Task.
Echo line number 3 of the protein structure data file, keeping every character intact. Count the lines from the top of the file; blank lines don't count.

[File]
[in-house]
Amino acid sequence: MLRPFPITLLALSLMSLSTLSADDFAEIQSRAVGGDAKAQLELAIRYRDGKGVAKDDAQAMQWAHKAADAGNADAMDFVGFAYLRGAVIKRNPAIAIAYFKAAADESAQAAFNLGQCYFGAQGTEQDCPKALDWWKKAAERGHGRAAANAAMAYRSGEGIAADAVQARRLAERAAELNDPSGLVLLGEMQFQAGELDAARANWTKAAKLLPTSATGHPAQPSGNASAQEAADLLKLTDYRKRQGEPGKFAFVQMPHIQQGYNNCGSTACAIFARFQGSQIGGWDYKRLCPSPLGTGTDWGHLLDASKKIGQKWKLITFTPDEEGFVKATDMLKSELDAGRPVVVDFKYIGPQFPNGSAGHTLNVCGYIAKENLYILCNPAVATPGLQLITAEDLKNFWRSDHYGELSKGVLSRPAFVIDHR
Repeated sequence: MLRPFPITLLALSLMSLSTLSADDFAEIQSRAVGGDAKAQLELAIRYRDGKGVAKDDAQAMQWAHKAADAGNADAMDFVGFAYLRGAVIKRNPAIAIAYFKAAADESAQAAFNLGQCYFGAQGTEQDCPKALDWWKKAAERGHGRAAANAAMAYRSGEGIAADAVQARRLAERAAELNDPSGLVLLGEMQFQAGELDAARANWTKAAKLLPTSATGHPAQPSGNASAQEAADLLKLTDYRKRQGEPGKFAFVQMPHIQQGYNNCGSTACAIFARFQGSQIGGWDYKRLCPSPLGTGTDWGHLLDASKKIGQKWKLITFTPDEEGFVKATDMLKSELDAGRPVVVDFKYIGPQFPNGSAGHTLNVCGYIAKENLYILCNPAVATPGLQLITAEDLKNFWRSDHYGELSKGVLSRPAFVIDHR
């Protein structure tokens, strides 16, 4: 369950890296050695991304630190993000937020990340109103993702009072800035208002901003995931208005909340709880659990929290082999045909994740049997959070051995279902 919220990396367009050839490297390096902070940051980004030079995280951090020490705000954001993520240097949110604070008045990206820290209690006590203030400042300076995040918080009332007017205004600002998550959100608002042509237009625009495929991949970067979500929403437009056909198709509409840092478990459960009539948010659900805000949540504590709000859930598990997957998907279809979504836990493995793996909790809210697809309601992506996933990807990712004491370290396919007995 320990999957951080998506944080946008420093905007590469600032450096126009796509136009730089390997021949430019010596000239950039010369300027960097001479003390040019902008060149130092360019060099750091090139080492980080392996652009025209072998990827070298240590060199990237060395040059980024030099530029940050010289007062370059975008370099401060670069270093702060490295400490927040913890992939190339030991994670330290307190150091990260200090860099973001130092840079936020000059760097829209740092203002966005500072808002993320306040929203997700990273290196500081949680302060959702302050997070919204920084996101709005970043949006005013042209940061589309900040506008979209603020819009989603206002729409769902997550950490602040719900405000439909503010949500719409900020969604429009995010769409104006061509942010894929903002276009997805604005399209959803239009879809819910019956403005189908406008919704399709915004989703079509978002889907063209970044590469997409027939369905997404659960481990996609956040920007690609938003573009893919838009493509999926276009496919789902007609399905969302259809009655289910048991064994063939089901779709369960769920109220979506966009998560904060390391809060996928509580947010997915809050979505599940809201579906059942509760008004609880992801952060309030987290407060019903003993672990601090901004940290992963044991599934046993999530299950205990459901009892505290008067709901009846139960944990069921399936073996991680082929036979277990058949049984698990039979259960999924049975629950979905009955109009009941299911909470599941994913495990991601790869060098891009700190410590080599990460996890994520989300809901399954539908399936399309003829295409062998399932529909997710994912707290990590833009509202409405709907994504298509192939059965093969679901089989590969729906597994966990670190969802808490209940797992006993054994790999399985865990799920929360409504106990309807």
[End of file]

Repeated sequence: MLRPFPITLLALSLMSLSTLSADDFAEIQSRAVGGDAKAQLELAIRYRDGKGVAKDDAQAMQWAHKAADAGNADAMDFVGFAYLRGAVIKRNPAIAIAYFKAAADESAQAAFNLGQCYFGAQGTEQDCPKALDWWKKAAERGHGRAAANAAMAYRSGEGIAADAVQARRLAERAAELNDPSGLVLLGEMQFQAGELDAARANWTKAAKLLPTSATGHPAQPSGNASAQEAADLLKLTDYRKRQGEPGKFAFVQMPHIQQGYNNCGSTACAIFARFQGSQIGGWDYKRLCPSPLGTGTDWGHLLDASKKIGQKWKLITFTPDEEGFVKATDMLKSELDAGRPVVVDFKYIGPQFPNGSAGHTLNVCGYIAKENLYILCNPAVATPGLQLITAEDLKNFWRSDHYGELSKGVLSRPAFVIDHR